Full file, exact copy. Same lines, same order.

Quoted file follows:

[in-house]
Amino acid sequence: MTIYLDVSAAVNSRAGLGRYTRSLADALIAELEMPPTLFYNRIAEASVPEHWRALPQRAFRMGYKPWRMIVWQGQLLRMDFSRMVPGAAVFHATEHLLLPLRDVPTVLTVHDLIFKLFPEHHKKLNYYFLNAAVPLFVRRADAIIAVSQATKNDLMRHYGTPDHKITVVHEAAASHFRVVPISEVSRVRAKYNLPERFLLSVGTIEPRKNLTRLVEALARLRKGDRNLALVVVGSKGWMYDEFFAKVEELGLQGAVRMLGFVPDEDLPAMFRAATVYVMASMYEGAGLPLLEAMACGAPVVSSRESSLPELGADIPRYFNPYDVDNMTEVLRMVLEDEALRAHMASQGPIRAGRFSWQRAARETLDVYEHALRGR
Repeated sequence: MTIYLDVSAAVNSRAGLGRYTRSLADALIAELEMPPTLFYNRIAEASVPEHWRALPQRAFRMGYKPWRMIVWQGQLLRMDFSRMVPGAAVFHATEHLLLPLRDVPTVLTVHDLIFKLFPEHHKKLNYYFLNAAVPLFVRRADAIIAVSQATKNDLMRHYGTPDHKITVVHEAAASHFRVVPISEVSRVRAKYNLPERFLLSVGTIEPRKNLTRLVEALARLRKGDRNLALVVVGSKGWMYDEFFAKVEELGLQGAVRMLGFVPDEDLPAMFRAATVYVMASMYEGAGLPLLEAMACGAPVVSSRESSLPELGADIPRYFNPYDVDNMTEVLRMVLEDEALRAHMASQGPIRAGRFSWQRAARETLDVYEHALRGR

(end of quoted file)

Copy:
[in-house]
Amino acid sequence: MTIYLDVSAAVNSRAGLGRYTRSLADALIAELEMPPTLFYNRIAEASVPEHWRALPQRAFRMGYKPWRMIVWQGQLLRMDFSRMVPGAAVFHATEHLLLPLRDVPTVLTVHDLIFKLFPEHHKKLNYYFLNAAVPLFVRRADAIIAVSQATKNDLMRHYGTPDHKITVVHEAAASHFRVVPISEVSRVRAKYNLPERFLLSVGTIEPRKNLTRLVEALARLRKGDRNLALVVVGSKGWMYDEFFAKVEELGLQGAVRMLGFVPDEDLPAMFRAATVYVMASMYEGAGLPLLEAMACGAPVVSSRESSLPELGADIPRYFNPYDVDNMTEVLRMVLEDEALRAHMASQGPIRAGRFSWQRAARETLDVYEHALRGR
Repeated sequence: MTIYLDVSAAVNSRAGLGRYTRSLADALIAELEMPPTLFYNRIAEASVPEHWRALPQRAFRMGYKPWRMIVWQGQLLRMDFSRMVPGAAVFHATEHLLLPLRDVPTVLTVHDLIFKLFPEHHKKLNYYFLNAAVPLFVRRADAIIAVSQATKNDLMRHYGTPDHKITVVHEAAASHFRVVPISEVSRVRAKYNLPERFLLSVGTIEPRKNLTRLVEALARLRKGDRNLALVVVGSKGWMYDEFFAKVEELGLQGAVRMLGFVPDEDLPAMFRAATVYVMASMYEGAGLPLLEAMACGAPVVSSRESSLPELGADIPRYFNPYDVDNMTEVLRMVLEDEALRAHMASQGPIRAGRFSWQRAARETLDVYEHALRGR